Suicide Awareness Month: #Bethe1To
September is Suicide Awareness and Prevention Month. 2019’s theme #Bethe1To highlights how each of us have the capacity to make a difference in the life of someone who is struggling with suicidal thoughts. #Bethe1To breaks down five clinically proven steps that anyone can use to help prevent a suicide: ASK, KEEP THEM SAFE, BE THERE, HELP THEM CONNECT, and FOLLOW UP.
Conversations about suicide, self-harm, and mental health are stigmatized issues that, oftentimes, people would rather do without. However, for people who are struggling with suicidality and mental health, being the person who is willing to ask and talk with them in a non-judgmental way opens the door for that person to feel supported and cared about. Asking the question “Are you considering suicide?” has been studied and proven to not increase that person’s likelihood of committing suicide, instead, the studies suggest that acknowledging and talking about suicide may actually reduce suicidal ideation by allowing a space for that person to seek help.
Check out the video below to learn more about these 5 steps and the impact that you can make in your loved ones’ lives from the National Suicide Prevention Lifeline’s Director, John Draper, PhD:
Research has found that 46% of people who die by suicide had a known mental health condition. Several other factors may put a person at risk of suicide, including:
- A family history of suicide
- Substance abuse. Drugs can create mental highs and lows that worsen suicidal thoughts.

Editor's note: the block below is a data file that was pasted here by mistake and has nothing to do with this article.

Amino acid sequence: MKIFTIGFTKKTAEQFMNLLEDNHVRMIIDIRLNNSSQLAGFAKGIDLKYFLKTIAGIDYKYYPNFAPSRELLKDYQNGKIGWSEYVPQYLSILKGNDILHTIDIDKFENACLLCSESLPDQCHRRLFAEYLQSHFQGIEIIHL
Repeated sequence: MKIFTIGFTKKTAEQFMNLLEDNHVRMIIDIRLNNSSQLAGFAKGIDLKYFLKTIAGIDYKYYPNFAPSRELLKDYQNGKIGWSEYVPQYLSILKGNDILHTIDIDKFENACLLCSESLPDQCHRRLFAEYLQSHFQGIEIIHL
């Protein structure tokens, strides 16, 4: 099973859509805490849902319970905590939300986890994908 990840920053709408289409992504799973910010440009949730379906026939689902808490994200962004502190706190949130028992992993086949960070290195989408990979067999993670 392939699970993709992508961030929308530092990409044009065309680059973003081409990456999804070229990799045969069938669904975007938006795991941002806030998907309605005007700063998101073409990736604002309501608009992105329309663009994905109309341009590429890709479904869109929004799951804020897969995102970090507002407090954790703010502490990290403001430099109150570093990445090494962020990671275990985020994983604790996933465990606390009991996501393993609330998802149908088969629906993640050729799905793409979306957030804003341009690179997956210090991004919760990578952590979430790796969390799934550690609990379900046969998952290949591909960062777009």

- Intoxication. More than 1 in 3 people who die from suicide are under the influence of alcohol at the time of death.
- Access to firearms
- A serious or chronic medical illness
- Gender. Although more women than men attempt suicide, men are nearly 4x more likely to die by suicide.
- A history of trauma or abuse
- Prolonged stress
- A recent tragedy or loss
(This information is sourced from NAMI, the National Alliance on Mental Illness)
If you or someone you know is in an emergency, call The National Suicide Prevention Lifeline at 800-273-TALK (8255) or call 911 immediately.
Suicide and mental illness are especially important topics that WRC takes seriously when working with survivors of domestic violence. Studies show that survivors of domestic violence are at an elevated risk of suicide. Survivors of domestic violence are roughly twice as likely to attempt suicide. In addition to this, cases of murder-suicides are most likely to occur within domestic violence relationships.
WRC works to address these issues by striving to both raise awareness and serve survivors with high-quality support services. Counseling services at WRC provides 12 sessions completely free that are open to anyone who has experienced gender-based violence at any point in their life, including children and teens who have either witnessed or experienced abuse.
For more information on WRC’s counseling services and how to sign up, please call our hotline at 760-757-3500 to speak with a Case Manager or walk-in Monday through Friday between 9am and 5pm.